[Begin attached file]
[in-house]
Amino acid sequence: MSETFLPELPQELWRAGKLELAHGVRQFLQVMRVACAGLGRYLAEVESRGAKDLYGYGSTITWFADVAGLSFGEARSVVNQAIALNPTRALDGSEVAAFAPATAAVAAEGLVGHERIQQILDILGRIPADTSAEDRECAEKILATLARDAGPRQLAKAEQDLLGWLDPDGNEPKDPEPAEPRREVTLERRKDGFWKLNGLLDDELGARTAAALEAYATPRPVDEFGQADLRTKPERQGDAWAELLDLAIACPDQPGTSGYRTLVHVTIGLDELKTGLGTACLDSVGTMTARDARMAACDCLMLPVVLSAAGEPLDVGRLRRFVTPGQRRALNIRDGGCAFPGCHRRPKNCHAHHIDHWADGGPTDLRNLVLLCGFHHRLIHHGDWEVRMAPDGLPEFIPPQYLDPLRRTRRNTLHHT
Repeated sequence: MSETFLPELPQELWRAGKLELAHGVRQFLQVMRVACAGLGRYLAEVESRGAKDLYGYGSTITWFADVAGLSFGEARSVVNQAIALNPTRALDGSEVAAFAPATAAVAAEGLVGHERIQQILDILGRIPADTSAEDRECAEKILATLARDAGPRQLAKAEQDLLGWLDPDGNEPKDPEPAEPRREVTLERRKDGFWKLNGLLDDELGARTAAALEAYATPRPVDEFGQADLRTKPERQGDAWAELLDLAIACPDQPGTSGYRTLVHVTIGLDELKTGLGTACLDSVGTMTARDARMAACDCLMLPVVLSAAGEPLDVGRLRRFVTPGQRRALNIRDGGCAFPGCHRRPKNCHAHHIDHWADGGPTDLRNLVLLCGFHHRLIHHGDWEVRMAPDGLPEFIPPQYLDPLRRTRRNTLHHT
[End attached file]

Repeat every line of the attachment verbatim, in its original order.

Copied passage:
[in-house]
Amino acid sequence: MSETFLPELPQELWRAGKLELAHGVRQFLQVMRVACAGLGRYLAEVESRGAKDLYGYGSTITWFADVAGLSFGEARSVVNQAIALNPTRALDGSEVAAFAPATAAVAAEGLVGHERIQQILDILGRIPADTSAEDRECAEKILATLARDAGPRQLAKAEQDLLGWLDPDGNEPKDPEPAEPRREVTLERRKDGFWKLNGLLDDELGARTAAALEAYATPRPVDEFGQADLRTKPERQGDAWAELLDLAIACPDQPGTSGYRTLVHVTIGLDELKTGLGTACLDSVGTMTARDARMAACDCLMLPVVLSAAGEPLDVGRLRRFVTPGQRRALNIRDGGCAFPGCHRRPKNCHAHHIDHWADGGPTDLRNLVLLCGFHHRLIHHGDWEVRMAPDGLPEFIPPQYLDPLRRTRRNTLHHT
Repeated sequence: MSETFLPELPQELWRAGKLELAHGVRQFLQVMRVACAGLGRYLAEVESRGAKDLYGYGSTITWFADVAGLSFGEARSVVNQAIALNPTRALDGSEVAAFAPATAAVAAEGLVGHERIQQILDILGRIPADTSAEDRECAEKILATLARDAGPRQLAKAEQDLLGWLDPDGNEPKDPEPAEPRREVTLERRKDGFWKLNGLLDDELGARTAAALEAYATPRPVDEFGQADLRTKPERQGDAWAELLDLAIACPDQPGTSGYRTLVHVTIGLDELKTGLGTACLDSVGTMTARDARMAACDCLMLPVVLSAAGEPLDVGRLRRFVTPGQRRALNIRDGGCAFPGCHRRPKNCHAHHIDHWADGGPTDLRNLVLLCGFHHRLIHHGDWEVRMAPDGLPEFIPPQYLDPLRRTRRNTLHHT